My early life started in Ghana and I was a child of parents who had migrated from their place of birth in a western Nigerian village to another city and then another country entirely in their mid-twenties in the late 1950s.

Both my parents were traders, my mum was a general trader of produce and charcoal, my father specialised in real estate, owning and helping others to own.

My siblings and I grew up in what was then a growing part of Lagos, I was the second of six brothers and sisters, although as was acceptable then, my father had a second wife who is the mother of my four step sisters.

My older brother was born seven years after my older sister who died in childhood which left my mother who was an only child of a mother who had lost a number of children in their infancy devastated.

My first name, until starting formal school, Olufunmilayo was the same as my dead sibling and even today some older members of my mother’s family still refer to me as the second Funmilayo.

I spent part of growing up staying with my paternal grandmother for a short while before and shortly after my parents returned back to Nigeria after a mass expulsion of foreigners in Ghana by the Kofi Busia’s government in 1969.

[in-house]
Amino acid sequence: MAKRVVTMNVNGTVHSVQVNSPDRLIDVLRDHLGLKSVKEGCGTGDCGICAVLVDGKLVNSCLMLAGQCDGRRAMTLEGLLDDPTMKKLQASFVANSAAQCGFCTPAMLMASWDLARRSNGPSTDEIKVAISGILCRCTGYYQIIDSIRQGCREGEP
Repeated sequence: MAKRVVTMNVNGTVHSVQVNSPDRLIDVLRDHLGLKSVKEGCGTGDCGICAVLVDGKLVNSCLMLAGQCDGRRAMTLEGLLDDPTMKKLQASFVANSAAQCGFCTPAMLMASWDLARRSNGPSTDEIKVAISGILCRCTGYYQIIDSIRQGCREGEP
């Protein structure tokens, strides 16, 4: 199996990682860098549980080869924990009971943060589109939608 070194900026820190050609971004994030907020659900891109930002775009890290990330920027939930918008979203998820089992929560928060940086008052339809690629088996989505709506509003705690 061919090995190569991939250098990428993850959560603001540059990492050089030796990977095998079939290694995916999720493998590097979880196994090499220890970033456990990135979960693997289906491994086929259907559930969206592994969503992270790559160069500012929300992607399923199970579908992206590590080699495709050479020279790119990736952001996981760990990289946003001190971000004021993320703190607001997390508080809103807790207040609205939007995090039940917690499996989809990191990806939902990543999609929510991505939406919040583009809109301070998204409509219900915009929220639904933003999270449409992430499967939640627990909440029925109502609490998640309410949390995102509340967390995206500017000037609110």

My childhood memories are mixed but overall it was simple and good, a crucial part of my remembrance was making our own recreation, table tennis bats were made out of plywood and we rent bicycles per minute from bicycle shops and this was where my lunch money mostly went.

Our house was the tenement style popularly referred to as 'face-me-I-face-you’ where different families live in a long line of opposite and adjacent rooms with communal kitchen and bathrooms.

The Youth
I have always wanted to travel and use to go to the airport in Lagos intentionally as a routine just to take in the atmosphere, I came into the UK by myself in 1986, at the age of 23 to see the world and as a chance to better myself and I have in the most part enjoyed the sojourn.

Parental Values